The following commentary was submitted by Alex Waldrop, president and chief executive officer of the National Thoroughbred Racing Association and chairman of the Racing Medication and Testing Consortium, in advance of the April 7-9 Association of Racing Commissioners International convention in Lexington.
Recent reports concerning alleged abuse and neglect in horse racing have sparked a debate about the best way to regulate horse racing in a manner that assures the safety of humans and horses and the integrity of our sport. Criticism has come from outside and within the industry. There is justifiable skepticism about our ability to undertake and achieve meaningful uniform reform in a multifaceted state regulated industry.
Fortunately, actions undertaken over the past several years indicate that the overwhelming majority of the industry is willing to embrace reform. In fact, we are well on our way down a path that can ensure timely national implementation of the most expansive and comprehensive set of reforms in the modern history of horse racing.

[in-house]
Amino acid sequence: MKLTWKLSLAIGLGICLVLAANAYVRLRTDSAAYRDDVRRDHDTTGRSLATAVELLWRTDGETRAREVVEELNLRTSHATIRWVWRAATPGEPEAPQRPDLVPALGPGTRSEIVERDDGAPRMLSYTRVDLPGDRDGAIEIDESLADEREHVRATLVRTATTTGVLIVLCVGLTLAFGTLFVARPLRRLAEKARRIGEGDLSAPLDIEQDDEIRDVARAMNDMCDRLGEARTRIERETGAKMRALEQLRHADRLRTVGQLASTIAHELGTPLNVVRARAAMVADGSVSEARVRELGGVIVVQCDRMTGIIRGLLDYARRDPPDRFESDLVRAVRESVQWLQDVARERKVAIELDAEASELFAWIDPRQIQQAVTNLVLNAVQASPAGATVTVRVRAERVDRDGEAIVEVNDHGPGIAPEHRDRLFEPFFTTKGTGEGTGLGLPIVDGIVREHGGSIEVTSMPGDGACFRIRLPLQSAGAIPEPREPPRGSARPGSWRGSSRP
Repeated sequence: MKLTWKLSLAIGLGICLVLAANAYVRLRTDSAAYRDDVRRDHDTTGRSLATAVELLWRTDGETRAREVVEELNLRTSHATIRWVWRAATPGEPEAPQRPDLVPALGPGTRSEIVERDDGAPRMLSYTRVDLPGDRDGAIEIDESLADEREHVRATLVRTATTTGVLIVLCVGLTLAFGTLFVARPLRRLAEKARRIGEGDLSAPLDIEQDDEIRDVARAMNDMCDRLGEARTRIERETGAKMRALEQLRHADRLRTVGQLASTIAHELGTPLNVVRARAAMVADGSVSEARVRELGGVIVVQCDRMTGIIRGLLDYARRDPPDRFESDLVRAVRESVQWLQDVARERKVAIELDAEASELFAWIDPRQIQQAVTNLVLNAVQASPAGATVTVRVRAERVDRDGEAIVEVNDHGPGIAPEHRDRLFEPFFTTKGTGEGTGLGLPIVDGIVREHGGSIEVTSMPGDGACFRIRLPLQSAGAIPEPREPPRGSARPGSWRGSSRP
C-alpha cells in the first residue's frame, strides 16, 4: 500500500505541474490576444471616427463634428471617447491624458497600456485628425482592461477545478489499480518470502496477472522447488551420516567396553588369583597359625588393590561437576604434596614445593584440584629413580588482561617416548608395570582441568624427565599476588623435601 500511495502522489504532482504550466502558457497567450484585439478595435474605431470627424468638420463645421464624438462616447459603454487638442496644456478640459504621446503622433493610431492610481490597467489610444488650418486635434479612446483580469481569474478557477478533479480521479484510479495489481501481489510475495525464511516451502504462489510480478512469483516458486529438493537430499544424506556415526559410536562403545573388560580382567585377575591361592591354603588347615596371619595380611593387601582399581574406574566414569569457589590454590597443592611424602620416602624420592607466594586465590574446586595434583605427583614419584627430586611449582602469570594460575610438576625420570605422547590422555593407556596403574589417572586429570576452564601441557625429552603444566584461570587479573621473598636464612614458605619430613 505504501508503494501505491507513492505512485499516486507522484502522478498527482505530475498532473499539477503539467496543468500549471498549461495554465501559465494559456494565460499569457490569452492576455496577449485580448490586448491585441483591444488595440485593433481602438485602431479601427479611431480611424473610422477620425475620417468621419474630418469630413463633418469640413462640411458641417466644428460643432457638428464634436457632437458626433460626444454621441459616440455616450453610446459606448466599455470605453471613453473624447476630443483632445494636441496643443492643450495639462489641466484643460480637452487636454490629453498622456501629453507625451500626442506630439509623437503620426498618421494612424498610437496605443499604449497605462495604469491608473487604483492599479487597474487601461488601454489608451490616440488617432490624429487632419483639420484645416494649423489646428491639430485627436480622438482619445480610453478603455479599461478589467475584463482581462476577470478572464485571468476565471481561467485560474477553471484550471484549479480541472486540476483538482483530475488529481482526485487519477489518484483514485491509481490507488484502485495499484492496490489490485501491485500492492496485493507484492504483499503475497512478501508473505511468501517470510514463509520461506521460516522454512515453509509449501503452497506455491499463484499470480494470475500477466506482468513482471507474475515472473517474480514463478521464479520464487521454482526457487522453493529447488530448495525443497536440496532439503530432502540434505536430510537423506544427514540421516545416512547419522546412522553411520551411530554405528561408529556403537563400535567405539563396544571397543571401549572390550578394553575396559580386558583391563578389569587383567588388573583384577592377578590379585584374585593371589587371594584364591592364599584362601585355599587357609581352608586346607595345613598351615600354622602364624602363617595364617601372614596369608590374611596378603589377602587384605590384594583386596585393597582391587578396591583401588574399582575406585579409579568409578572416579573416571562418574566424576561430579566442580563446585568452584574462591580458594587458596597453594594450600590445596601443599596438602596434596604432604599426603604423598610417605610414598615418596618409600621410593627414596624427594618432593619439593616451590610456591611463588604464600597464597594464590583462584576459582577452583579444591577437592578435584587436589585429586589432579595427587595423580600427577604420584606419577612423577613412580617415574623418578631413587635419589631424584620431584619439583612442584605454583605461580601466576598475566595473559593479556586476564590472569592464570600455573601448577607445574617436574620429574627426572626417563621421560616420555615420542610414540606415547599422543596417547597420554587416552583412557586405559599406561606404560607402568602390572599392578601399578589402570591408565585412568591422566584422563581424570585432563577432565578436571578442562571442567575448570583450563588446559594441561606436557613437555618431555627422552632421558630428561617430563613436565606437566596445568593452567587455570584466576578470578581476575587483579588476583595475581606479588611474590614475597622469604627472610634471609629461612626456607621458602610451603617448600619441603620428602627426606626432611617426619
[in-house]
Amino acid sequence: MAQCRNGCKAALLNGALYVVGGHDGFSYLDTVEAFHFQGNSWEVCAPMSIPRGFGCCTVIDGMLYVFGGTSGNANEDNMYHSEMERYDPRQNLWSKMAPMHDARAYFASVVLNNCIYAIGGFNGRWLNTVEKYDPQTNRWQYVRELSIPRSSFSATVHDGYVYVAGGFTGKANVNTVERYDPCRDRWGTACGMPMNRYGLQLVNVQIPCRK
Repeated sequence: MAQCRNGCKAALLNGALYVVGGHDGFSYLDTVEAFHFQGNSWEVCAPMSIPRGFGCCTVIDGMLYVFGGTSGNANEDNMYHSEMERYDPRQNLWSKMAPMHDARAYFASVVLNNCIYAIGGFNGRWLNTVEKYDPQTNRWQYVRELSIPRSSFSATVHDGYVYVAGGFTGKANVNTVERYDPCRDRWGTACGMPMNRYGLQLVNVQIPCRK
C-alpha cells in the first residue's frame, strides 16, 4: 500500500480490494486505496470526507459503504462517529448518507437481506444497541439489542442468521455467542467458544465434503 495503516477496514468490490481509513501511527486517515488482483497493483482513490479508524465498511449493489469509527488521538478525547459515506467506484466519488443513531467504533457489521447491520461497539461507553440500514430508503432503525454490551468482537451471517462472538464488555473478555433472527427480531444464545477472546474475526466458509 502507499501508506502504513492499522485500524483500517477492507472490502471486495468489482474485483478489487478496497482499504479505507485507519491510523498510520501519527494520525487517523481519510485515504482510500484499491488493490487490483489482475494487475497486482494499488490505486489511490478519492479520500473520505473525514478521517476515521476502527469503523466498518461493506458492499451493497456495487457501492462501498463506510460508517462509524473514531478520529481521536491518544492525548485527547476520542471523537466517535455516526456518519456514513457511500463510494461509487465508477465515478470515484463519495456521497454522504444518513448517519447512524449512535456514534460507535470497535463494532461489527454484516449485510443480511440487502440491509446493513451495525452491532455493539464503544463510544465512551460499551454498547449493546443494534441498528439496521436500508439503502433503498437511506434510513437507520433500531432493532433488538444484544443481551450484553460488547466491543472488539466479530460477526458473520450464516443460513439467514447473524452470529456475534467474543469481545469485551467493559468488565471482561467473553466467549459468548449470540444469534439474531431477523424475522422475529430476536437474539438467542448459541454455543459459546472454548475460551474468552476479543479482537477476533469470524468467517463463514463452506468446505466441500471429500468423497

More than 60 tracks, horsemen's groups, and industry organizations, including the National Thoroughbred Racing Association and Racing Medication and Testing Consortium, have expressed their willingness to enact reform through the nationwide adoption of what is known as the Uniform National Medication Reforms. These reforms address many of the safety and integrity concerns raised by our critics and supporters alike.
In the past 12 months alone, 26 racing commissions, regulating racing in states that account for more than 80% of the pari-mutuel handle in the United States, have taken the reforms under consideration. What is needed is follow-through in the form of uniform adoption and swift implementation by state regulators.
In broad terms the reforms fall into four categories: uniform medication guidelines, a multiple medication violation penalty system, procedures to control security and access to the horse on race day, and a laboratory accreditation program that will ensure tough and uniform testing standards nationally.